Google Has Triplets

Four. Seven. Ten.

The Android army was expecting a major product announcement on Monday from Google (NAS: GOOG) . Unfortunately, the official press event was rained out by Hurricane Sandy, and the search giant decided to cancel its event, which was to take place in New York. Instead of a live event, Google has announced its new Nexus lineup via its official blog. Say hello to the Nexus 4, Nexus 7, and Nexus 10.

Source: Google.

All three run the newest version of Android, 4.2, which is a slightly "new flavor" of Jelly Bean and not a new major version such as the next alphabetic dessert progression, Key Lime Pie. These were largely expected, but let's check out the official details.

The new flagship Android phone is built by LG and features a quad-core Qualcomm (NAS: QCOM) Snapdragon S4 processor and a 4.7-inch display. The display panel will sport a resolution of 1280 x 768 at a pixel density of 320 pixels per inch, or ppi. That's notable because it's right up next to Apple's (NAS: AAPL) iPhone and its 326 ppi. The device will also feature wireless charging, unlike the iPhone.

Nexus 4. Source: Google.

Those are worthy specs, but perhaps the most interesting things about this new device are what it doesn't have: contract subsidies (mostly) and 4G LTE. To be sure, these omissions are certainly related, but let's look at pricing first. An 8 GB model, unlocked and off contract, goes for $299 starting in November. An extra $50 will boost internal storage up to 16 GB. T-Mobile will be the only domestic carrier and is offering the upper-end model for $199 on contract (implying approximately a $150 subsidy), but it's clear that Google is primarily going for off-contract, unsubsidized sales abroad, here.

Of course, mobile historians will remember that Apple once tried to shake the boat and disrupt the subsidy model in the smartphone market with the original unsubsidized iPhone. It took only one year for Apple to see the error of its ways and adopt the subsidy model with the subsequent iPhone 3G. The big difference here is that the iPhone started at $499 with a contract, much higher than the $299 Nexus 4 without a contract.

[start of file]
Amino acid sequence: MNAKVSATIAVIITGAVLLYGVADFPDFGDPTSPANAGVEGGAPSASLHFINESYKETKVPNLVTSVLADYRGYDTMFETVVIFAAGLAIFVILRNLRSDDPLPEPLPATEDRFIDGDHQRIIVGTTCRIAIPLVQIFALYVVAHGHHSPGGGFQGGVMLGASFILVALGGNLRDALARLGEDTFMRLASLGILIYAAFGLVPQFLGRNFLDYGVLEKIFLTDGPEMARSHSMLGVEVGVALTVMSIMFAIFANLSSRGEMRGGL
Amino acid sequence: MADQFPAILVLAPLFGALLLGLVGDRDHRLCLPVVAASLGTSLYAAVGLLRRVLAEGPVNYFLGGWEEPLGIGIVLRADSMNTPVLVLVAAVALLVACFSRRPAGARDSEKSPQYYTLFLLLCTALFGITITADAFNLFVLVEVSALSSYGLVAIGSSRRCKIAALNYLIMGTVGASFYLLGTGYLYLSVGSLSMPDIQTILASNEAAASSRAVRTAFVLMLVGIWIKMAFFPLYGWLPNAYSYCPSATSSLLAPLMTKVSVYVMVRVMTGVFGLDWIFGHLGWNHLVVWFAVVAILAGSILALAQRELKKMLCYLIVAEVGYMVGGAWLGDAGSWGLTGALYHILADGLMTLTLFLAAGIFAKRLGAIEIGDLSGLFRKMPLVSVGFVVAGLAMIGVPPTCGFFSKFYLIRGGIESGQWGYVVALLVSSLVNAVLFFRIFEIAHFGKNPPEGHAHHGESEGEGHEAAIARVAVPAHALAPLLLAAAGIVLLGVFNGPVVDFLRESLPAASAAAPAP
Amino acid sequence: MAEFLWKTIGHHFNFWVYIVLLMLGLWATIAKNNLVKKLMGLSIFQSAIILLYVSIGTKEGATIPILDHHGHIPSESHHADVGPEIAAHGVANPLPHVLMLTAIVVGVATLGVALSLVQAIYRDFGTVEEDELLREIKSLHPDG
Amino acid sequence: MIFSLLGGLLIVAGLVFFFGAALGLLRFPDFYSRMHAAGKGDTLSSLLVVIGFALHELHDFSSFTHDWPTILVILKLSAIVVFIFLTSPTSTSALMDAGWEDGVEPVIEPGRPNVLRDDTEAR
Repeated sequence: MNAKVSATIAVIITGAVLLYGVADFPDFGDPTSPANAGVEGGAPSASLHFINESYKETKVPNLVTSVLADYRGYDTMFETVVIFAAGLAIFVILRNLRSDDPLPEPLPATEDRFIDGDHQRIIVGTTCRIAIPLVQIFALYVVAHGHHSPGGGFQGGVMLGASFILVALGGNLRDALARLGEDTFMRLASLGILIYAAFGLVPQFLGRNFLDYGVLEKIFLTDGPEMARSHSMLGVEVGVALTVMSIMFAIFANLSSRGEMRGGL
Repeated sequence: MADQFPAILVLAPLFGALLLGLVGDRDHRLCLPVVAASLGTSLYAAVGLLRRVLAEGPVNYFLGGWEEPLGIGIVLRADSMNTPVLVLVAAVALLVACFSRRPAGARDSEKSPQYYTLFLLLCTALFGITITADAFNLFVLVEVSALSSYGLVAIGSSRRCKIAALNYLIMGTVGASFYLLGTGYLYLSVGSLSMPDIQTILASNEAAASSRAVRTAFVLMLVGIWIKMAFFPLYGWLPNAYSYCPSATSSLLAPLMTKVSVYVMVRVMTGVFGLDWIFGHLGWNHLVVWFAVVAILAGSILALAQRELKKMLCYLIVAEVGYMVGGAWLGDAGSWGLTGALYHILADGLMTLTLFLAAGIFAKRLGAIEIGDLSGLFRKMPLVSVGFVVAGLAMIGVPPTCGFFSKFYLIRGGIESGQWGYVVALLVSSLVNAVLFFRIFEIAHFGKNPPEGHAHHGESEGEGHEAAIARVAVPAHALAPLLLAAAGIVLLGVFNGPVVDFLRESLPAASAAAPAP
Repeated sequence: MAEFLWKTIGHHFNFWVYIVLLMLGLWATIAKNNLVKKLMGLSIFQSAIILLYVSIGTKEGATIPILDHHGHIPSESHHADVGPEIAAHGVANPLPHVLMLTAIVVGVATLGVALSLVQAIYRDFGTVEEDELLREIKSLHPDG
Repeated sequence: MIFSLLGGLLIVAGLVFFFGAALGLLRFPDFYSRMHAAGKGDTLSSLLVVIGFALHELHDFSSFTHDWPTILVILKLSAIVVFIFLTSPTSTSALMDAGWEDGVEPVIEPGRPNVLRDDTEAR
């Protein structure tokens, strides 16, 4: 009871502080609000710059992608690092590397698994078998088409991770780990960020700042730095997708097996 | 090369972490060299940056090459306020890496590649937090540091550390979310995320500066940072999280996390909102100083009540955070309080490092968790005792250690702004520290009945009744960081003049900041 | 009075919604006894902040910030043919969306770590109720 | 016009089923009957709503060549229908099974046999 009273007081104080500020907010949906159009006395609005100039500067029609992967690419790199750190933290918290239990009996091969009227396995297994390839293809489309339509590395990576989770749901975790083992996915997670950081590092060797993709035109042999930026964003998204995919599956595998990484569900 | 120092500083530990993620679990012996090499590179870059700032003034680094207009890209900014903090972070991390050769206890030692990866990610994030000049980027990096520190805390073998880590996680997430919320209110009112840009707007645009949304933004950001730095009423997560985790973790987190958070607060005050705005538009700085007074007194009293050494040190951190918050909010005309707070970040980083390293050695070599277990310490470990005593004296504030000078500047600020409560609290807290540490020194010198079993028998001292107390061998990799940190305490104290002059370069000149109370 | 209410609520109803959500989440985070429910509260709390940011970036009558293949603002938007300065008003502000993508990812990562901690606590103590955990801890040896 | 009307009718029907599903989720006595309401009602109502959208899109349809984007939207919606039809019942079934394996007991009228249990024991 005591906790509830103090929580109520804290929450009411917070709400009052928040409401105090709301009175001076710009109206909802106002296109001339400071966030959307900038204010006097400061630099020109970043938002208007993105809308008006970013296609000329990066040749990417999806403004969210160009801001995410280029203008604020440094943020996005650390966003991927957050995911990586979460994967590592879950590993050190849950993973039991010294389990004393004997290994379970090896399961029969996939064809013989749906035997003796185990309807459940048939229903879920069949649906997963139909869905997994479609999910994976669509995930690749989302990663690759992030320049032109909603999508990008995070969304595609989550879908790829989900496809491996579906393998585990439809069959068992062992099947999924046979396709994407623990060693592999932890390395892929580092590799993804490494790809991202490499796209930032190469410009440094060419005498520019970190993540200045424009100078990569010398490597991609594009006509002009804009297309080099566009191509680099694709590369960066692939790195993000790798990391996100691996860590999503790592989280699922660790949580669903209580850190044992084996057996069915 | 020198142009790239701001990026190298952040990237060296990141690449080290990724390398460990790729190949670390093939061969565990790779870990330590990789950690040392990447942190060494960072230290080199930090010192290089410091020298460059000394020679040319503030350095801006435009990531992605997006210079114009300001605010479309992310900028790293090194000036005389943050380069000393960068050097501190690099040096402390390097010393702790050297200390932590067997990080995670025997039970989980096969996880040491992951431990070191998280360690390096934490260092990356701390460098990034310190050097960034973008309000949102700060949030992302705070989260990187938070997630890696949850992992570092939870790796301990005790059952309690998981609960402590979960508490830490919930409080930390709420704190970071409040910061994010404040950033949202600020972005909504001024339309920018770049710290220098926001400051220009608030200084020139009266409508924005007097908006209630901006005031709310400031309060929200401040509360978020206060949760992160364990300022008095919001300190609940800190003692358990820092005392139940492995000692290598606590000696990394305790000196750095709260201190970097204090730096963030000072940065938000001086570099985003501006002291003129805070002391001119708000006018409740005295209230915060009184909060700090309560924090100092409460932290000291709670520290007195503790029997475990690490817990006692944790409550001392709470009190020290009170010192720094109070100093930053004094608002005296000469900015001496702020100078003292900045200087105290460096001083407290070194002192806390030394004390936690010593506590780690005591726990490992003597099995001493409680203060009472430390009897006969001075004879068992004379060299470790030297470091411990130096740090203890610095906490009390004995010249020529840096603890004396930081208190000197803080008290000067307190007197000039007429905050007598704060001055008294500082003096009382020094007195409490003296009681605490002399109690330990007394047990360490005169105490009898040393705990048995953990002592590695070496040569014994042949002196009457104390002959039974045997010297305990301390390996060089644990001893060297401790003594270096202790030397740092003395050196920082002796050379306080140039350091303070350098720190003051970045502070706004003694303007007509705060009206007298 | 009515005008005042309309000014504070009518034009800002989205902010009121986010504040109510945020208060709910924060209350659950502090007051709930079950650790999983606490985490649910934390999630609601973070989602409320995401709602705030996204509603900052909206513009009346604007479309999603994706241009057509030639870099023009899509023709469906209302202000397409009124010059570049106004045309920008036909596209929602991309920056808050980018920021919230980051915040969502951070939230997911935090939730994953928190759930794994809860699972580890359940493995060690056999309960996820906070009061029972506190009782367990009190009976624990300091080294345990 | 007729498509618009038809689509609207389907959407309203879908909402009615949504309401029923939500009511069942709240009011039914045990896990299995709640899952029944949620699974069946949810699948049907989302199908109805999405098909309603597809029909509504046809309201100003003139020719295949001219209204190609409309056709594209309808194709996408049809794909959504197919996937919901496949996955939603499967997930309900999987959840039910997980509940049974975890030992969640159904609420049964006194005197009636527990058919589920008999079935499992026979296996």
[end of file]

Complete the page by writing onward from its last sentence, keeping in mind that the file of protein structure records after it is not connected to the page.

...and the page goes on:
The Nexus 4 is a GSM device that will work with 3G and HSPA+ networks all over the world, so it seems the search giant is positioning this as a world phone, launching in 7 countries. At the same time, it needs to keep costs down so it can reach reasonable unsubsidized prices, essentially killing any hopes of LTE support, which adds substantial engineering costs, technical complexities with frequency compatibilities, and politics of carrier negotiations.

Google was only interested in building one model (unlike the three different iPhone 5 variants) that could reach as many users around the world as possible, while reducing carriers' roles in the process. Sadly, that means no LTE for the Nexus 4.

The Nexus 7 that was launched this summer is seeing some incremental upgrades as well. (NAS: AMZN) one-upped Google in September by offering more storage in its Kindle Fire HD at the same price points. Google is calling that raise and reraising by adding a new 3G mobile data option on the 32 GB model.